13. A processforvproducing a polymer which comprises continuously feeding, for polymerization, a mixture containing'90% by weight acrylonitrile, 5% by weight'methyl` acrylate and 5% by weight allyl amine into an agitated polymerization zone, said polymerization occurring in the presence of a polymerization catalyst, said'zone being an aqueous polymer suspension having a. monomer concentration of from about 1 to 10% and a substantially constant quantity of polymer in the form of compact rounded discrete particles, said quantity being an amount of from about 19 to 40% by weight of the suspension, said zone being maintained under substantially steady state conditions, including a substantially constant temperature within the range of about 20 C. to '70 C., the concentration of monomer in the feed being such as to maintain the amount of monomer and polymer in the polymerization zone substantially constant.

14. A process for producing a polymer which comprises continuously feeding, for polymerization, a mixture containing by Weight acrylonitrile, 5% by Weight methyl acrylate, and 5% by weight allyl amine intoan-agitated polymerization zone, said polymerization occurring in the presence of a reduction-oxidation polymerization catalyst, said zone being an aqueous polymer suspension having a pH between about l and 4, a monomer concentration of from about 1 to 10% and a substantially constant quantity of polymer in the form lofcompact rounded discrete particles, said quantity being Van amount of from about 19 to 40% by Weight of the suspension, said zone being maintained under substantially steady state conditions, including a substantially constant temperature within the range of about 20 C. to 70 C., the concentration of monomer in the feed being such as to maintain the amount of monomer and polymer in the polymerization zone substantially constant.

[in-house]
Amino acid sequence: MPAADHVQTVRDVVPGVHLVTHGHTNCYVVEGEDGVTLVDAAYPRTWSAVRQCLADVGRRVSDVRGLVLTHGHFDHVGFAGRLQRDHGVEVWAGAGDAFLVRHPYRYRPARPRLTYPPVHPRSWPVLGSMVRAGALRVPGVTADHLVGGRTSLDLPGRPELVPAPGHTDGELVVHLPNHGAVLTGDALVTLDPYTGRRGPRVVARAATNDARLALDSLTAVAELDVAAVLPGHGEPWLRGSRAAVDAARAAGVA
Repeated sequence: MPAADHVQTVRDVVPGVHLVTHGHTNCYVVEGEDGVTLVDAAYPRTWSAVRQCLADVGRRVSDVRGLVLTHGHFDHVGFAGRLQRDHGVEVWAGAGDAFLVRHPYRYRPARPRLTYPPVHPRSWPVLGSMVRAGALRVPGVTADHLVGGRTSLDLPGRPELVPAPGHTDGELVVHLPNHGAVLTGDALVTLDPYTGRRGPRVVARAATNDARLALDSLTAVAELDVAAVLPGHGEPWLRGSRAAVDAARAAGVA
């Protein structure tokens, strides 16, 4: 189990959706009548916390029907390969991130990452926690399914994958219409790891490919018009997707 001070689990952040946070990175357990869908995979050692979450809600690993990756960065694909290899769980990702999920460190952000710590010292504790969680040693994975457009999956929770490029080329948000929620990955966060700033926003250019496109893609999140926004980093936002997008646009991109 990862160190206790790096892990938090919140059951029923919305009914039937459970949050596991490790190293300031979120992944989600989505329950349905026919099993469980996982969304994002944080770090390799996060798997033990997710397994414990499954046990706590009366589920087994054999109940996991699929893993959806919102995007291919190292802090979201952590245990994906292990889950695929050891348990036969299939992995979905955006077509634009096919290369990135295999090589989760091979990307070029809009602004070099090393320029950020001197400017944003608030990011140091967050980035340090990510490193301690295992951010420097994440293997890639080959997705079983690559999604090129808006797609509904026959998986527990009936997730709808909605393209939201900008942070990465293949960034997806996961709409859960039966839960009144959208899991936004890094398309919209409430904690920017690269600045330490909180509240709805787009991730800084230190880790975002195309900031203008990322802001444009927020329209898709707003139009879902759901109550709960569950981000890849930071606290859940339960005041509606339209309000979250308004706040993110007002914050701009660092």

l5. A process for producing a polymer which comprises continuously feeding, for polymerization, a mixture containing 90% by weight acrylonitrile, 5% by weight methyl acrylate, and 5% by weight allyl amine into an agitated polymerization zone, said polymerization occurring in the presence of a catalyst comprising chloric acid and an acidselected from the group consisting of sulfurous acid and hydrosulfurous acid, said zone being Van aqueous'polymer-suspension having a pH from between about'2 and 3, 'a monomer concentration of from about '1 to 10%, and a-fsubstantially constant quantity ofpolymer in the form of compact rounded discrete particles, 'said quantity being an amount of from about 19 to 40% by weight of the suspension, said zone being maintained under substantially steady state conditions, including a substantially constant temperature within the range of about 20 C. to 70 C., the concentration of monomer in the'feed being between about 28 and about 36% of the total weight of the continuous feed,